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Black Lung Benefits Act Retroactivity Appeal Claim Rejected

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By George Khoury, Esq. on December 01, 2017 5:56 AM

The Fourth Circuit Court of Appeals issued a rather noteworthy decision for coal miners, operators, and the attorneys that represent them. The case involved the retroactive reach of the Black Lung Benefits Act's revised definition of a mine operator.

Interestingly, due to the framework of the BLBA, the mining company bringing the appeal only sought to challenge their liability, rather than the damages award. Notably, under the BLBA, the injured worker would still be able to receive the awarded damages, even without a finding of liability against the specific company. BLBA is a form of federal worker's compensation for mine workers, so the award comes from a common fund rather than the company.

Technically Wrong

The rather nuanced appeal of Frontier-Kemper sought to escape liability through a rather novel, technical approach

The company argued that since the revised definition for a mine operator was not issued until after the injured employee was first employed, holding them liable requires impermissible retroactivity. The injured worker was employed between 1973 and 1974, and then again in 2005. The definition was expanded in 1977 to be broader and incorporate more companies as mine operators. The hitch is that to be found liable, a company must also have employed the individual for at least one year, cumulatively throughout the person's career.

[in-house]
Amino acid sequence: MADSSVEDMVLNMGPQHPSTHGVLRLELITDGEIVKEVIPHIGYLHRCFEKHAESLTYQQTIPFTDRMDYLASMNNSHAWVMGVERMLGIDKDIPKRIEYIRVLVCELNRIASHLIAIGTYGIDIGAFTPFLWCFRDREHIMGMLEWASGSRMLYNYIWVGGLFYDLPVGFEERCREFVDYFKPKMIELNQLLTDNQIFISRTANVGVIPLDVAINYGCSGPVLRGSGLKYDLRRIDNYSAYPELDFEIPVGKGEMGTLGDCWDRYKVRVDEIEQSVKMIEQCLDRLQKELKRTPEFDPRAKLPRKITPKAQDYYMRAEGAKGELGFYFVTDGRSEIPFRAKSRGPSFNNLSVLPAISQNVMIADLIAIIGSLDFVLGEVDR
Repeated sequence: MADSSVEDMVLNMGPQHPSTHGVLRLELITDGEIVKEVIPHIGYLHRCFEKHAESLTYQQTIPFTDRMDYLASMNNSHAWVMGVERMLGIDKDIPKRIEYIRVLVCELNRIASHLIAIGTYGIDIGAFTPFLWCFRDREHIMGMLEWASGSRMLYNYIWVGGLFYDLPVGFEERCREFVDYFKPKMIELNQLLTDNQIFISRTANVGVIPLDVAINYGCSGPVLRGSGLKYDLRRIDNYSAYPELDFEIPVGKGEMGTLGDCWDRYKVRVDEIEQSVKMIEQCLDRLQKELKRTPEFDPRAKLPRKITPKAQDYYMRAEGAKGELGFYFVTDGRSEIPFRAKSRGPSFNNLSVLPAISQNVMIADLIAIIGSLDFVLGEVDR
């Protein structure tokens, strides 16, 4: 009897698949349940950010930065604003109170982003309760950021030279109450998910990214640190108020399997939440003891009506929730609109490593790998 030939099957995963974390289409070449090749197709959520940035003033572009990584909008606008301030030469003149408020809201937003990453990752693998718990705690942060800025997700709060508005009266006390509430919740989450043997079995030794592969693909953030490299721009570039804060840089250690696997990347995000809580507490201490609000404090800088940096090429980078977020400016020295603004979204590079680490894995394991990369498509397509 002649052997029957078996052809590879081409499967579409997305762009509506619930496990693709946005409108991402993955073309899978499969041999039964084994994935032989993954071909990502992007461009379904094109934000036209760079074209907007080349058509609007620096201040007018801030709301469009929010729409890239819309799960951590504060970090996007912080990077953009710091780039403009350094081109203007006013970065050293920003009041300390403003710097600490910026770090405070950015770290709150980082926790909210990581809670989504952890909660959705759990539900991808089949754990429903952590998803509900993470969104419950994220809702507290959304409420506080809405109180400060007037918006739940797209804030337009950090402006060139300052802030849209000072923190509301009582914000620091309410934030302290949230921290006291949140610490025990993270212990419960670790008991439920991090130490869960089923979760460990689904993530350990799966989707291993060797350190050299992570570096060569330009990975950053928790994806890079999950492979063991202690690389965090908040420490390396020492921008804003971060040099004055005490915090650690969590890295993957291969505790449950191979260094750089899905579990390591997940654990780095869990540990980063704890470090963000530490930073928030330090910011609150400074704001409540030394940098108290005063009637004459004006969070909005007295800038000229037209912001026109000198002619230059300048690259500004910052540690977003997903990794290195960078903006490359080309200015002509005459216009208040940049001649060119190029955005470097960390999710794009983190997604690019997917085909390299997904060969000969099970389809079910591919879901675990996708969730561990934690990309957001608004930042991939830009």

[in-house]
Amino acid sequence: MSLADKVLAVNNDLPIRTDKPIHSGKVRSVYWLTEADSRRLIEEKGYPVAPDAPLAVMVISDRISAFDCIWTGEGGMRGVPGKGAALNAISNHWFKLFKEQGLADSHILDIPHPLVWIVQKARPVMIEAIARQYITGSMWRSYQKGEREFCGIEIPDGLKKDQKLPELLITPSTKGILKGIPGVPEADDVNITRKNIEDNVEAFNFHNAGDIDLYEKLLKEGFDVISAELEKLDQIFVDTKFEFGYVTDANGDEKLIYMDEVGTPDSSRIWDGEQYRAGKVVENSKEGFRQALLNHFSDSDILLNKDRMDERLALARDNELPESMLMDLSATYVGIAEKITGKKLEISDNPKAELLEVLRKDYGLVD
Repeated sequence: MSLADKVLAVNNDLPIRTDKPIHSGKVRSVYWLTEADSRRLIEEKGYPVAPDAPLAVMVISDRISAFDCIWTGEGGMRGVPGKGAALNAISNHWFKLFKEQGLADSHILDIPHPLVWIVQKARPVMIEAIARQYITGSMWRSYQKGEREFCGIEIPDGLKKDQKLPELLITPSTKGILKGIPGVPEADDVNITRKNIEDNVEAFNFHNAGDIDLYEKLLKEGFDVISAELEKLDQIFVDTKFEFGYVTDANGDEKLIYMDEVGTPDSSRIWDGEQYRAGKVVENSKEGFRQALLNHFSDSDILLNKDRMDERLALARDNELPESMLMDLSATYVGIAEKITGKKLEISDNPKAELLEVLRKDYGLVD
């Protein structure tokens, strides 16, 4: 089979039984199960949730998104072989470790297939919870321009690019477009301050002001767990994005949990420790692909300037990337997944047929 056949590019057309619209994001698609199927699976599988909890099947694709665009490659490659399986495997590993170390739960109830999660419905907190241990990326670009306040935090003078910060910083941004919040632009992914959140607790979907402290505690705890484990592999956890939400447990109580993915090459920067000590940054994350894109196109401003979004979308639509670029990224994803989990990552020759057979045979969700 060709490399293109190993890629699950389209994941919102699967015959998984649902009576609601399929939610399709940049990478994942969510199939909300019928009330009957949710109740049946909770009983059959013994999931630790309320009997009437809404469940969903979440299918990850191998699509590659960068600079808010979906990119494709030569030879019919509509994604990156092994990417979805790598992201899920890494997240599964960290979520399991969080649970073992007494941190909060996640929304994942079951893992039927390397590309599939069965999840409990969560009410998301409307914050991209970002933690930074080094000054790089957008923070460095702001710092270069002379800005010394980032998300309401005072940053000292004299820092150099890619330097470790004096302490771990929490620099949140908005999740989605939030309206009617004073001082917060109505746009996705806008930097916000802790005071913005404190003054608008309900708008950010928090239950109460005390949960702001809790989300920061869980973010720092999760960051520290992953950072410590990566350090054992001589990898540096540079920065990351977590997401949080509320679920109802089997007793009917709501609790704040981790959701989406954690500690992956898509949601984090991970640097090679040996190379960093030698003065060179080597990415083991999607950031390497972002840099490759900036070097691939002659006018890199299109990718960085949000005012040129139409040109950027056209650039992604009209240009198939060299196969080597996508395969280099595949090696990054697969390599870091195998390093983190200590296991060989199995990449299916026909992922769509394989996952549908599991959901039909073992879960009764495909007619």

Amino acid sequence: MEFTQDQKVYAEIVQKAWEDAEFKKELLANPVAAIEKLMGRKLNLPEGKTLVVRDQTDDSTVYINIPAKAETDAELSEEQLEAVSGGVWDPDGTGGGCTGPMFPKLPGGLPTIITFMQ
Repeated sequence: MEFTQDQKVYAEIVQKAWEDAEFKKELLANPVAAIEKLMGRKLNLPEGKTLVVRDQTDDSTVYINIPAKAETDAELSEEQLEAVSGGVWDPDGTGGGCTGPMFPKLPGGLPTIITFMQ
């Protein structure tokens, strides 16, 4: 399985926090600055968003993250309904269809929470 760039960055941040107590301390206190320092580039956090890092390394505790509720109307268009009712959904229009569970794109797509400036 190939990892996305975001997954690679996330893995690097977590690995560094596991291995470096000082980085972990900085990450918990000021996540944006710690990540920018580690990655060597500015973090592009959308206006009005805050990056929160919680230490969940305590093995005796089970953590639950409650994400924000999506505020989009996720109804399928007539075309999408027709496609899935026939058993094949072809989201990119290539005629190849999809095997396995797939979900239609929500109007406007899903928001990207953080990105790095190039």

Frontier-Kemper argued that under the rules in effect in 1973 to 1974, they were not considered a mine operator. The appellate court did not find this argument convincing. It explained that the company had ample notice between 1977 and 2005, when the injured worker was reemployed, to adapt to the new law. Further, it explained that rehiring the worker in 2005 is what triggered the claim, and logically, the company had notice of the law, and of the fact that it had employed the same person previously. 

Though the court recognized the challenges of retroactive applications of statutory definitions, after a careful analysis, it found that retroactivity here was both acceptable and in the interest of justice.

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